Musigny Faiveley: new parcel

Following this acquisition, musigny faiveley should not be a unicorn wine anymore :slight_smile:

that is cool!

Sweet! Now my allocation will double to zero!

Well done sir.

Damn, that’s pricey juice.

“The acquisition brings the Faiveley holdings to nearly 350 acres…”

It was 0.25 acres…it didn’t really “bring” their land position anywhere it wasn’t already. Any rumors of price paid?

I was at a tasting and dinner at Faiveley the night/day they purchased the parcel and this was a great source of pride for them. We shared in their celebration and had an excellent bottle of the 1993 Musigny with some other things of course…

Any idea about the quality of the dufouleur musigny ? I fear it could dilute the quality of the faiveley juice.

In 2014 my friend Mark organised a visit of our group with Francois-Xavier Dufouleur. He’s a great guy.

We tasted his Musigny in barrel. Tasting it, you could see the underlying fruit quality but it didn’t really have the quality you would hope for from that vineyard.

Knowing Faiveley’s resources, I don’t doubt they’ll be able to maintain the quality of their Musigny from the larger parcel. Perhaps they’ll be able to increase NZ’s annual country allocation for this cuvée above one bottle?

It’s good news.

Cheers, Howard

Thierry’s review here:

how can you maintain quality of the overall while adding a lower quality juice ? Seems odd. I’m pretty sceptic to be honest. You don’t do great if you buy something which is tier 2-3 quality wise

So sensible for Faiveley. It’s a standard business roll-up strategy and I’m surprised not pursued more in Burgundy. Faiveley can probably charge 3x to 5x what Dufouleur can charge for the same bottle, so by transferring ownership, both buyer and seller wins (and if the quality becomes ‘Faiveley’ level quality then the consumer wins as well as with constant demand and increased supply the buyers get to take a ride down the downwardly sloped demand curve as the supply curve bumps to the right). Would think the same thing should happen for Roumier in Musigny, Bonnes Mares and Amoureuses, and many others. But, of course, this is Burgundy so it will not as the normal rules do not apply!!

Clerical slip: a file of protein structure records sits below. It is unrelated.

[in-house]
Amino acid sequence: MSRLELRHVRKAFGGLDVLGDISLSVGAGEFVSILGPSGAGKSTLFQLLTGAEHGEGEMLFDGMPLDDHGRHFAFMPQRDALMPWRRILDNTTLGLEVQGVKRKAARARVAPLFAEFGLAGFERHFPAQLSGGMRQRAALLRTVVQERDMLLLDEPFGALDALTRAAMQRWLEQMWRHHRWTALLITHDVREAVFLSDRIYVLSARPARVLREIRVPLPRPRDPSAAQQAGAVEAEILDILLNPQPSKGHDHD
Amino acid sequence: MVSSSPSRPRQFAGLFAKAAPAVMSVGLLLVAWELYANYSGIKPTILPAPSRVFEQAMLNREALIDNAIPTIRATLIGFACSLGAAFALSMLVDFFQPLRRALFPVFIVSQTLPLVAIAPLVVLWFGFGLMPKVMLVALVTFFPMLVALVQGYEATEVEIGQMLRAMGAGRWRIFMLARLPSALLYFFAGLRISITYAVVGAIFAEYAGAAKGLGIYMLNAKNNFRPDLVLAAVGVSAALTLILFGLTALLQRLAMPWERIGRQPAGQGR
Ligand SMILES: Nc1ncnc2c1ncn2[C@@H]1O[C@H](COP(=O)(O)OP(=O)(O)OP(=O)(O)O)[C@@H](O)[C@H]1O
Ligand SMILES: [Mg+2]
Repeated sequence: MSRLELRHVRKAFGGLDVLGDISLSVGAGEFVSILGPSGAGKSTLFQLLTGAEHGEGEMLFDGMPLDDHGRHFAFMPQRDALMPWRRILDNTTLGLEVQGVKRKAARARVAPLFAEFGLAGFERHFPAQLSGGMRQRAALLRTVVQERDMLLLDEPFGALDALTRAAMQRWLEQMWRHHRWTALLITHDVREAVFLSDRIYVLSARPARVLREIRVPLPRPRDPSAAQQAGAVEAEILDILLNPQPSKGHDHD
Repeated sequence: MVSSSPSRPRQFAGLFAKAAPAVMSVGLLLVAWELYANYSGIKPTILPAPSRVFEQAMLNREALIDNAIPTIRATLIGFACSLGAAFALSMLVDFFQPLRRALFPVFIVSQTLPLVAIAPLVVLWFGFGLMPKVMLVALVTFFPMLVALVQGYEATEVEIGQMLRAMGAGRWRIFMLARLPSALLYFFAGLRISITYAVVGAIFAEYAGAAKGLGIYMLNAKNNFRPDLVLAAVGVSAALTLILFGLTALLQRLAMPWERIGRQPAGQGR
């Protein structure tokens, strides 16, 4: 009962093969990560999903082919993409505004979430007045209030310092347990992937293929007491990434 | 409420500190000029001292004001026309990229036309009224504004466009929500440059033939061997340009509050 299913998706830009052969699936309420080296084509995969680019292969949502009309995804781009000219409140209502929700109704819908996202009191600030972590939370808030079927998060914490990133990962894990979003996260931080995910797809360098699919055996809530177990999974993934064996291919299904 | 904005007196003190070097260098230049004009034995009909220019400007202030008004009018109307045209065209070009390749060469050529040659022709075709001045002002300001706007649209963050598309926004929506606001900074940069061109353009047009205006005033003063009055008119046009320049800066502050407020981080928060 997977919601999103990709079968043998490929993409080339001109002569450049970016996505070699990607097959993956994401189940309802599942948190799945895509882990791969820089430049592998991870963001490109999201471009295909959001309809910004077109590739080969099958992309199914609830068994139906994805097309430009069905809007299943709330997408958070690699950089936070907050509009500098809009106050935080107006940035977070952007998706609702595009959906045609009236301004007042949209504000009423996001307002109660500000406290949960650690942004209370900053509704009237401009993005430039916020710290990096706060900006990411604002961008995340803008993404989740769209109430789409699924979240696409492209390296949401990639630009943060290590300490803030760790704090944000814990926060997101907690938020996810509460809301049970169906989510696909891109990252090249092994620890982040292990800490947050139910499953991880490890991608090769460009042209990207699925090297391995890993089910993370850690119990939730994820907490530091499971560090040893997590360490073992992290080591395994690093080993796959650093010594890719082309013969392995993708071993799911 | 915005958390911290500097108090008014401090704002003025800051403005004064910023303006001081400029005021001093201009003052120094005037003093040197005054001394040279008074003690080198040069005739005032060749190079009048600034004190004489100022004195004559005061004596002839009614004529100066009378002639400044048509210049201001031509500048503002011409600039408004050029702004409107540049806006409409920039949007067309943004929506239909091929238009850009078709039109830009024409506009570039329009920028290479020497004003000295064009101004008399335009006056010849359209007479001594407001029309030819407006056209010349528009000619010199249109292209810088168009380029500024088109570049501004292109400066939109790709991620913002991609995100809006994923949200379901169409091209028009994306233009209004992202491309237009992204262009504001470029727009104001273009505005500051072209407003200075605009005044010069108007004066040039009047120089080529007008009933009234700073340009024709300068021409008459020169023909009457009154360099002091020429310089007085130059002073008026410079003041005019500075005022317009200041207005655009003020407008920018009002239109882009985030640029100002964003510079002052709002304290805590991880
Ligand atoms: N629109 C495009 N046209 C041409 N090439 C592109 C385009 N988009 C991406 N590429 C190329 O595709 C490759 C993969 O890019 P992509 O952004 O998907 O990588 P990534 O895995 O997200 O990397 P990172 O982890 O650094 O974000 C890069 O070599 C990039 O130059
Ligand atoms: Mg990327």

They won’t add juice, they will grow grapes.
Believe it or not a great wine always begins with great grapes from great vines on a great terroir.
It will probaby take a few years before the Faiveley vineyard team can bring these vines back to a decent shape, but then I don’t see why they wouldn’t make a wine up to their standards.
Dufouleur may have skills but definitely not vinegrowing. Really below average. Faiveley is not among the very bests for sure, but way above average.

When you look carefully at the list of the best producers in Burdungy, they are all outstanding growers. Not enough but necessary condition.

Not sure about no longer being a unicorn wine with only 500 bottles produced!

500 btlles wine is extremely easy to find. At least when you live in France

I was also thinking that increasing production from 150 bottles to 500 bottles won’t make it any easier to get for most people.

what we learnt from visiting Dufouleur is that the small Musigny production was meant for the Paris cafés market where the wine would be sold by the glass, a significant market for the estate and its wine distribution. No doubt Faively will have other plans in mind.
If Dufouleur is sorting out its inheritance taxes, it might mean that the control of the operation is changing hands and moving on to the next generation who seem to be focused on improving the quality of the wine.

Good news, this is one of my top 3 wines made…

Bill Nanson’s take on the story:

Musigny by the glass? Wow.